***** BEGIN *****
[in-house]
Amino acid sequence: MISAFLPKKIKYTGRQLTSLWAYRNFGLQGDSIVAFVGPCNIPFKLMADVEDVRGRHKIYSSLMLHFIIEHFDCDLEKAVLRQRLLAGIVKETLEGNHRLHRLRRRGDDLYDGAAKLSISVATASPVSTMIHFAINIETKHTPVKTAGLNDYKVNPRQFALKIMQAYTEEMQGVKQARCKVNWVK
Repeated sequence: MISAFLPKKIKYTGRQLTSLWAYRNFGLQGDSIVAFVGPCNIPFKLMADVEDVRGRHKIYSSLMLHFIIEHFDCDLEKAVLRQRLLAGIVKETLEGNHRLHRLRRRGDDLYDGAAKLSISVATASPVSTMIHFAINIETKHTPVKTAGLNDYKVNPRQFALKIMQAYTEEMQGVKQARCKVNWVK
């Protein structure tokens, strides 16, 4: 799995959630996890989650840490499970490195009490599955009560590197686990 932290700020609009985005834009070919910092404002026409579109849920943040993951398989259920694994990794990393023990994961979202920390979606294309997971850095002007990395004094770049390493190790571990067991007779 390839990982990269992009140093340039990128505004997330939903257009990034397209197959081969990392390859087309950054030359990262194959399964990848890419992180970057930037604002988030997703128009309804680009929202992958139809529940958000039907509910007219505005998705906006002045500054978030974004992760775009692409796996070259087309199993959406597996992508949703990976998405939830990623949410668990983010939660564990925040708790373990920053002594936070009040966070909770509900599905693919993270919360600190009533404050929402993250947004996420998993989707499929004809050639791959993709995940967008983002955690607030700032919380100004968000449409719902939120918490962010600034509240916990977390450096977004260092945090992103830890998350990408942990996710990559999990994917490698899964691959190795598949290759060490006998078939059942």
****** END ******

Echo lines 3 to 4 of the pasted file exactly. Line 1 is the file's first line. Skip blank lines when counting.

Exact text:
Repeated sequence: MISAFLPKKIKYTGRQLTSLWAYRNFGLQGDSIVAFVGPCNIPFKLMADVEDVRGRHKIYSSLMLHFIIEHFDCDLEKAVLRQRLLAGIVKETLEGNHRLHRLRRRGDDLYDGAAKLSISVATASPVSTMIHFAINIETKHTPVKTAGLNDYKVNPRQFALKIMQAYTEEMQGVKQARCKVNWVK
């Protein structure tokens, strides 16, 4: 799995959630996890989650840490499970490195009490599955009560590197686990 932290700020609009985005834009070919910092404002026409579109849920943040993951398989259920694994990794990393023990994961979202920390979606294309997971850095002007990395004094770049390493190790571990067991007779 390839990982990269992009140093340039990128505004997330939903257009990034397209197959081969990392390859087309950054030359990262194959399964990848890419992180970057930037604002988030997703128009309804680009929202992958139809529940958000039907509910007219505005998705906006002045500054978030974004992760775009692409796996070259087309199993959406597996992508949703990976998405939830990623949410668990983010939660564990925040708790373990920053002594936070009040966070909770509900599905693919993270919360600190009533404050929402993250947004996420998993989707499929004809050639791959993709995940967008983002955690607030700032919380100004968000449409719902939120918490962010600034509240916990977390450096977004260092945090992103830890998350990408942990996710990559999990994917490698899964691959190795598949290759060490006998078939059942």